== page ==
Decision-making in the Novak Djokovic scandal which rocked the US open at its halfway point was complicated by a lack of video evidence.
Tournament referee Soeren Friemel, in only his second year on the job, said Sunday night that with no video replays, he had to rely on the rulebook and his gut feeling as he defaulted the world No. 1 out of the Grand Slam.
Djokovic accidentally struck a lineswoman in the throat with a loose ball after dropping serve in the opening set against Pablo Carreno Busta on Sunday.
“We do not have a video review in place here at the US Open,” the officials said.
“At all the Grand Slams there is no video replay so I do not have the option of looking at any replay, and yes, the impact or the speed of the ball certainly has an impact on the decision.
“But here, the ball was hit straight at the line umpire and hit the line umpire hard so there was no other option.”
Djokovic lost USD $250,000 in prize money plus was fined $20,000 for skipping post-match virtual media at the locked-down event being played amid the COVID-19 pandemic.
The Serb world No. 1 will also cop another fine for his action.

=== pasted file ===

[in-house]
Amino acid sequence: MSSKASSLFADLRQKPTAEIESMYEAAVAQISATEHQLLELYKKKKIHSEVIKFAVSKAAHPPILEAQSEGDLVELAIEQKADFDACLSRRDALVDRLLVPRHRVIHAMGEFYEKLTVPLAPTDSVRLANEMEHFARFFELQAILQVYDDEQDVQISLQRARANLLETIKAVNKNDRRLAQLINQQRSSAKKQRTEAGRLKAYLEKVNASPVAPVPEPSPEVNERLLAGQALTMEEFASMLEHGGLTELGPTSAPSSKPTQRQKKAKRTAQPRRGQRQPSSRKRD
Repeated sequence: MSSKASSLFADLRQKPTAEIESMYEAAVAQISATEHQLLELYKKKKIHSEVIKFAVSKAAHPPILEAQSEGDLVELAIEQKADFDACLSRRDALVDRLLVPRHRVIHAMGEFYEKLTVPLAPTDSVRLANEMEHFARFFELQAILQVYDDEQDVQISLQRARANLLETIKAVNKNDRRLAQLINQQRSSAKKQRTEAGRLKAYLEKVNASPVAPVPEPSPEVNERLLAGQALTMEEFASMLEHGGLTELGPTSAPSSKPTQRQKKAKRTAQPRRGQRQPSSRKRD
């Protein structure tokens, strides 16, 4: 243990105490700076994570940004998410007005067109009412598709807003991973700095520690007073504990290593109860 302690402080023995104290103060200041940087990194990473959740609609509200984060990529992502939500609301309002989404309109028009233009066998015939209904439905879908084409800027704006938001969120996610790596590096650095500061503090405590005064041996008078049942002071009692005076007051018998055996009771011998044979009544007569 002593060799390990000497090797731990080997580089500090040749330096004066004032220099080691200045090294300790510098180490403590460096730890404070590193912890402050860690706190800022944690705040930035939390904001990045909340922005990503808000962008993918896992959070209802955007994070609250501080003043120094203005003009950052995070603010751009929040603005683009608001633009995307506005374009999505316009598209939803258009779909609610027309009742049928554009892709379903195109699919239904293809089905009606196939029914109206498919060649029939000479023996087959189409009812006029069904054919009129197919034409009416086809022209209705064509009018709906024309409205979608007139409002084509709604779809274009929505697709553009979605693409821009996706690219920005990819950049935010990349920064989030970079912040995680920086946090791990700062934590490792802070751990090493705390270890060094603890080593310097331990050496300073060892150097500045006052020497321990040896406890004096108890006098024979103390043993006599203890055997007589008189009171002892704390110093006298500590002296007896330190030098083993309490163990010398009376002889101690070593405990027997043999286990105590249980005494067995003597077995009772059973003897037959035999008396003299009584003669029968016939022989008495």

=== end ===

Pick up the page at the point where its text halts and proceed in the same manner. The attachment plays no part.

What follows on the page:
Friemel said the call, which took around 15 minutes of discussion on the Ashe court with other officials and Djokovic himself, was tough to make.
“His point was that he didn’t hit the line umpire intentionally. He said yes, I was angry, I hit the ball, I hit the line umpire, the facts are very clear, but it wasn’t my intent.
“I didn’t do it on purpose, so I shouldn’t be defaulted for that.
“We all agreed that he didn’t do it on purpose but the facts are still that he hit the line umpire and that the line umpire was clearly hurt.”
Djokovic later apologised on Instagram after leaving the grounds in a car. His upcoming schedule, with Rome likely to start this weekend to be followed from September 27 by the rescheduled French Open – virus conditions in France permitting – remains unclear.
The Open is now without an defending champion in the field at the quarter-final stage,
“The line umpire was clearly hurt and in pain, she went to the ground and we had to take care of her,” Friemel said.
“In this situation it’s especially important that we are 100 per cent sure of exactly what happened, especially since I was in the referee’s office.”